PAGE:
Spring was slightly earlier than usual this year, and we celebrated the daffodil festival — flowers that our teacher, Thay, loves. The daffodil festival allowed long-term residents to practice together and honor Nature’s spring bodhisattvas.
The secret of a successful retreat: an organizing team in harmony
Many long-term residents volunteered to be part of the organizing team for this retreat. The team met several times beforehand and discussed the overall plan, team rotations, as well as the activities to be offered. The primary challenge, of course, was that the long-term residents were totally inexperienced in planning and conducting such retreats. This was a challenge for Mark, for example, who relied on his practice to change his perceptions and feelings about the tasks he faced: “I felt a lot of fear at the beginning of our meetings, this is why I joined the team: to face and practice this anxiety. I was scared we wouldn’t find enough experienced people to cook. But after a few days, I was happily surprised by the delicious dishes that we prepared!”
Every morning during the retreat, the four members of the “Organizers’ Sangha” would meet at breakfast to discuss and share about the program of the day. “For me, our meetings were more like a sort of meditation and it was great! We would begin with a few minutes of silence and then share our ‘internal weather forecast’,” explained Emerson. Charlène found a real space for trust and freedom during these meetings: “We would be very attentive to each other. Everyone had space to express their opinion and listened to the others without judgement.”
“I remember that during one meeting, we laughed for forty minutes!” added Mark, “and I thought, it’s OK. The retreat will flow. There is harmony and a lot of joy between us, we are going to make the most of our retreat!”.
The harmony, the togetherness among the long-term residents was an essential condition for the happy process and success of this lay retreat, said Emerson: “This retreat made me very happy. In fact, it was my best retreat! We were lucky to receive the instructions of the monastics. The secret, I think, is to nourish union and harmony and have a bell!”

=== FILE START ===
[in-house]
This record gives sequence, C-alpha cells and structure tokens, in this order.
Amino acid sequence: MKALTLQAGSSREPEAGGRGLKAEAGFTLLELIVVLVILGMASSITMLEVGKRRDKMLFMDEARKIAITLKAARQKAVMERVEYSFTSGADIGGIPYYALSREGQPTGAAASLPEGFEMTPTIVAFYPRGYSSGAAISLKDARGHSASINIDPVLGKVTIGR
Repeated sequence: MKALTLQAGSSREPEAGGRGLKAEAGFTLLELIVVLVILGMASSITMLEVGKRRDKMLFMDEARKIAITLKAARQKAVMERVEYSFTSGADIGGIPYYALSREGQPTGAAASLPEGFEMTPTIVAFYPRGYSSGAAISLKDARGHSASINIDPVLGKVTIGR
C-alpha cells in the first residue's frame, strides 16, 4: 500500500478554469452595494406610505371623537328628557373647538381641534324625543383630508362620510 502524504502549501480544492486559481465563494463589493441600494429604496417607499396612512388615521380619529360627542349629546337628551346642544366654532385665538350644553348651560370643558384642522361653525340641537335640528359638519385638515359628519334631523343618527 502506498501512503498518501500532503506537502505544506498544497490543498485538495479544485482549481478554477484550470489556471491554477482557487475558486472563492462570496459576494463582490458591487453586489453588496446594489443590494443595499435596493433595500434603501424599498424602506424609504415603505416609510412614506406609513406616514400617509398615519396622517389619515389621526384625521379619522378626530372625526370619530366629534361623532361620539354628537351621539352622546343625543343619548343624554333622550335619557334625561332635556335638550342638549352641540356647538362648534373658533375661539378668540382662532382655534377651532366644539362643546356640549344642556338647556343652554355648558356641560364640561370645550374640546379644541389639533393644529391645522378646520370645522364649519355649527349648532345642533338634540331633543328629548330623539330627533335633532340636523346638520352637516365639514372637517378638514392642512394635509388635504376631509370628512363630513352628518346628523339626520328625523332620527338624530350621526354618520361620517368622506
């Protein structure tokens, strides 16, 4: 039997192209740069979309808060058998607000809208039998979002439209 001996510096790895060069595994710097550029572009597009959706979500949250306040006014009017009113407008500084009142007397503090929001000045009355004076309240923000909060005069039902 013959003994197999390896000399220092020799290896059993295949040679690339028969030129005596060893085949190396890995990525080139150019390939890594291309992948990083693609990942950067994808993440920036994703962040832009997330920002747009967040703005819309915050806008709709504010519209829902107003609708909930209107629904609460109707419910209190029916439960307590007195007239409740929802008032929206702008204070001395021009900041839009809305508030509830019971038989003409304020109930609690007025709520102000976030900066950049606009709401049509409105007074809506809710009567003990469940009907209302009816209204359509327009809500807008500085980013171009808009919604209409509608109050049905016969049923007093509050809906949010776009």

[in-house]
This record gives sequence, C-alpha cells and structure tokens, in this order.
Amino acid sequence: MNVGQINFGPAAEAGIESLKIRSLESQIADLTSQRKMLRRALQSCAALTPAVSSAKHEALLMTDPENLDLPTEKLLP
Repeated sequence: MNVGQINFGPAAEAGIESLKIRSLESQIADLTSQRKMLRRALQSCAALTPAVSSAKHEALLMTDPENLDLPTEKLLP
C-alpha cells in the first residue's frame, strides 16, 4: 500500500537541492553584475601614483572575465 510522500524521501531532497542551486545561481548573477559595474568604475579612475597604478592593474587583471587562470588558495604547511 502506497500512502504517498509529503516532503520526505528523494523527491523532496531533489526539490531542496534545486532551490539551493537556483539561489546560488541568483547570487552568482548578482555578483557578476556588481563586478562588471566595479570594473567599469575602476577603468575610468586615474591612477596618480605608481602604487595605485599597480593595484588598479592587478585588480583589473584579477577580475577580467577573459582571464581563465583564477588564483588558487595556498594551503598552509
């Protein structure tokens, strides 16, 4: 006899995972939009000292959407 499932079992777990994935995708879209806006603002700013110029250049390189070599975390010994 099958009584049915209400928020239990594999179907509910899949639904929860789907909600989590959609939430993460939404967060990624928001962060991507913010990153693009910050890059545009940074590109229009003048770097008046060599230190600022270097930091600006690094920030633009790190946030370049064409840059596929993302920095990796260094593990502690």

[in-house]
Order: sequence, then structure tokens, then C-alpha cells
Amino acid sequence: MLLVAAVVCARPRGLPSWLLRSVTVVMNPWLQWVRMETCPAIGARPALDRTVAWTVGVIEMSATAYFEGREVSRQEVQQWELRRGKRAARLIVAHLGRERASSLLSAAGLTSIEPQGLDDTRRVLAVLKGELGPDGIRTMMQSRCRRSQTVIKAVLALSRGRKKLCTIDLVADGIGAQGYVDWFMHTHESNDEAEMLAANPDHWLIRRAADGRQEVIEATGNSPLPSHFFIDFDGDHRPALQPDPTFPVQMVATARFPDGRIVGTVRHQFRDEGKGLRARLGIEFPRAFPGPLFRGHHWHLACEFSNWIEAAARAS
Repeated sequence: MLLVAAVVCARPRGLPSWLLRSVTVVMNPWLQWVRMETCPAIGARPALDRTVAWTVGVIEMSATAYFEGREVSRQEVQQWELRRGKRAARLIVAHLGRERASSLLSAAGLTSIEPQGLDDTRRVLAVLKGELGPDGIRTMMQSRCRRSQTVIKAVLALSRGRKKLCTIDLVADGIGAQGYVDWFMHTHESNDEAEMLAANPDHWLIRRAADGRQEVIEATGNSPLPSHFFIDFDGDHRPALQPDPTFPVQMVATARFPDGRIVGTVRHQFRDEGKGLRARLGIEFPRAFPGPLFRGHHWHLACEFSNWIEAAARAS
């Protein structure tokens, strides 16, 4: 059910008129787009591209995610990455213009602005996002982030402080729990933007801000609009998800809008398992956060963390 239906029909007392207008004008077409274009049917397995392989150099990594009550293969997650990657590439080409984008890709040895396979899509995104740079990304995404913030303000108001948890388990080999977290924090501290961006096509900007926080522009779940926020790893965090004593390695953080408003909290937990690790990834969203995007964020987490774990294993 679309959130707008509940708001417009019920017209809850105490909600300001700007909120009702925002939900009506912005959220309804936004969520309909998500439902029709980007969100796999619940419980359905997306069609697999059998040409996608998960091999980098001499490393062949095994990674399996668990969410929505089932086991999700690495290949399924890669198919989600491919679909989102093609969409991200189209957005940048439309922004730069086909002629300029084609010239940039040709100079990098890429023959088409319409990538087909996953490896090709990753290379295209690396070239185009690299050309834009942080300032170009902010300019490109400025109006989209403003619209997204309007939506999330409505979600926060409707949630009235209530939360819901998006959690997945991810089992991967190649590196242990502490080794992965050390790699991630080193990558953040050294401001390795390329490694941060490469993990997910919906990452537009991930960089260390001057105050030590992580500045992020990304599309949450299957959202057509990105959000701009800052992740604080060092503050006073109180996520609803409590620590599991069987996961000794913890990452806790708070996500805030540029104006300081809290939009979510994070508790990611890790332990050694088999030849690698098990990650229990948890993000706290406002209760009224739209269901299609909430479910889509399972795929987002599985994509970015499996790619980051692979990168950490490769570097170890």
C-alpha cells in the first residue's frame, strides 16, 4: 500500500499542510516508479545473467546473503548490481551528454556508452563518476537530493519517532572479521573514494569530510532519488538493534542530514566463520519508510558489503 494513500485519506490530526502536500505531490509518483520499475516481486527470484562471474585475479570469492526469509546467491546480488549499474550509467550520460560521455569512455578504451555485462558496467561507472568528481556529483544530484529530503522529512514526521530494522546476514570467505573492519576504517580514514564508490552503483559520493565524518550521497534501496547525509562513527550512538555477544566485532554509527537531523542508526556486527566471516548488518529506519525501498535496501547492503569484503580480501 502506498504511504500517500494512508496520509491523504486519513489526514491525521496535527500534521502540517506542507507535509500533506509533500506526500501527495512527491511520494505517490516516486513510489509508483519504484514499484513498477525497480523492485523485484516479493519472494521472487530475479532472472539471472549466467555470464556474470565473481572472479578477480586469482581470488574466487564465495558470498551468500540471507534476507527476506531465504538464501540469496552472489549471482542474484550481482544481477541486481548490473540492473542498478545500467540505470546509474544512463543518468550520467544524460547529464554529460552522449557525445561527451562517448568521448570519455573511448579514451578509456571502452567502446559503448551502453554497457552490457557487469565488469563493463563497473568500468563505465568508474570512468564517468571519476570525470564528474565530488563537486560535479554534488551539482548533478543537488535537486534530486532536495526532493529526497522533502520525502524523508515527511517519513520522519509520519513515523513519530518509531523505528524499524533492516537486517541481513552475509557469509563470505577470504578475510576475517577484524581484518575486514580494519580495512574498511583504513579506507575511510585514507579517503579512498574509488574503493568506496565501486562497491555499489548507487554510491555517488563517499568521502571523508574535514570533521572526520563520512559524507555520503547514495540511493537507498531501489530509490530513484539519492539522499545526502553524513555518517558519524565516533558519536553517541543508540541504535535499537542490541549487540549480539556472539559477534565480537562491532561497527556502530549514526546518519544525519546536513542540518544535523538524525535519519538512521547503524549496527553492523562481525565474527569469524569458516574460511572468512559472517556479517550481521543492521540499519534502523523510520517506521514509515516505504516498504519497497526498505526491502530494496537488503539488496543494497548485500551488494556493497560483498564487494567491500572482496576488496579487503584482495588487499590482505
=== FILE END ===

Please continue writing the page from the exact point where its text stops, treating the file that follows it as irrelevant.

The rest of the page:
“We would like to thank the monastic community for their trust and for letting us, ‘like grownups’, take care of Upper Hamlet,” added Charlène, with gratitude.
Transformation and healing
For most of the long-term residents, this retreat planted beautiful seeds. Some of them talked about the healing and transformation this effort brought about, thanks to the deep collective energy involved:
“I guided several chants and meditations. The energy of trust and the knowledge that it is OK to make mistakes, allowed my inner child to rejoice and heal” said Fabio.
For others, supportive friends were a great motivation and reward as well: “I saw people I love facilitate, and I know how stressful it can be. Just to be there, seated, present with them, gave me a lot,” explained François. “During this retreat, I felt a great freedom. My inner child waded in the mud during the walks, a very viscous and interesting experience!” added Noémie.
In the end, this second retreat led by long-term residents was an achievement with lasting rewards, leaving those residents with activities and responsibilities that they would like to continue to nurture during their year at Plum Village and flowers they would like to water. “I would like us to take care of the monastics, not always them taking care of us, but also for us to be more involved in our respective hamlets. We will keep on watering the harmony of the long term resident sangha,” said Charlene, smiling.
And, regarding his experience, Matt concluded: “It was like when you’re young — when you learn to cycle and take off the small wheels. it’s very gratifying!”.
Article by Aurelie Tolat